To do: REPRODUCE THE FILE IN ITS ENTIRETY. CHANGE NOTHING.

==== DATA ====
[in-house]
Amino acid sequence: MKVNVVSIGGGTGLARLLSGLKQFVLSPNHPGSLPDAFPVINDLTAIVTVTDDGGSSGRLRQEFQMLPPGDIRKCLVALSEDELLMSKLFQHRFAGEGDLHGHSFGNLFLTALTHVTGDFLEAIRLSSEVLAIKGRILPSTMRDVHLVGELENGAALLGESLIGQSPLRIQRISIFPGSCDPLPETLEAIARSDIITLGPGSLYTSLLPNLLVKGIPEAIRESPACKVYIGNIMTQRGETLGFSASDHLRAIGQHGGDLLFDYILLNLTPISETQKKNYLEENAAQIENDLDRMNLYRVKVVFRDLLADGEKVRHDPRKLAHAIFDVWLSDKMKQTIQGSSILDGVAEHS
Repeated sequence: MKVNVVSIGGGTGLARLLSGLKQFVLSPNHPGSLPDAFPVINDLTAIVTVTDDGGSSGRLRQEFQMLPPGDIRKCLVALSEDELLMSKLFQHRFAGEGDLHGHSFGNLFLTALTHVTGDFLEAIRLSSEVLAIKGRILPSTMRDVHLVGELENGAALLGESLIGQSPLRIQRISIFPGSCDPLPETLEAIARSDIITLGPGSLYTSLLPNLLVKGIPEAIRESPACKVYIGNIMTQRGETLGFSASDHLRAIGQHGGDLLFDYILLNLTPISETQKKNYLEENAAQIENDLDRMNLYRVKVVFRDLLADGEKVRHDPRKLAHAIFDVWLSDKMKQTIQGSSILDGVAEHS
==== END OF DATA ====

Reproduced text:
[in-house]
Amino acid sequence: MKVNVVSIGGGTGLARLLSGLKQFVLSPNHPGSLPDAFPVINDLTAIVTVTDDGGSSGRLRQEFQMLPPGDIRKCLVALSEDELLMSKLFQHRFAGEGDLHGHSFGNLFLTALTHVTGDFLEAIRLSSEVLAIKGRILPSTMRDVHLVGELENGAALLGESLIGQSPLRIQRISIFPGSCDPLPETLEAIARSDIITLGPGSLYTSLLPNLLVKGIPEAIRESPACKVYIGNIMTQRGETLGFSASDHLRAIGQHGGDLLFDYILLNLTPISETQKKNYLEENAAQIENDLDRMNLYRVKVVFRDLLADGEKVRHDPRKLAHAIFDVWLSDKMKQTIQGSSILDGVAEHS
Repeated sequence: MKVNVVSIGGGTGLARLLSGLKQFVLSPNHPGSLPDAFPVINDLTAIVTVTDDGGSSGRLRQEFQMLPPGDIRKCLVALSEDELLMSKLFQHRFAGEGDLHGHSFGNLFLTALTHVTGDFLEAIRLSSEVLAIKGRILPSTMRDVHLVGELENGAALLGESLIGQSPLRIQRISIFPGSCDPLPETLEAIARSDIITLGPGSLYTSLLPNLLVKGIPEAIRESPACKVYIGNIMTQRGETLGFSASDHLRAIGQHGGDLLFDYILLNLTPISETQKKNYLEENAAQIENDLDRMNLYRVKVVFRDLLADGEKVRHDPRKLAHAIFDVWLSDKMKQTIQGSSILDGVAEHS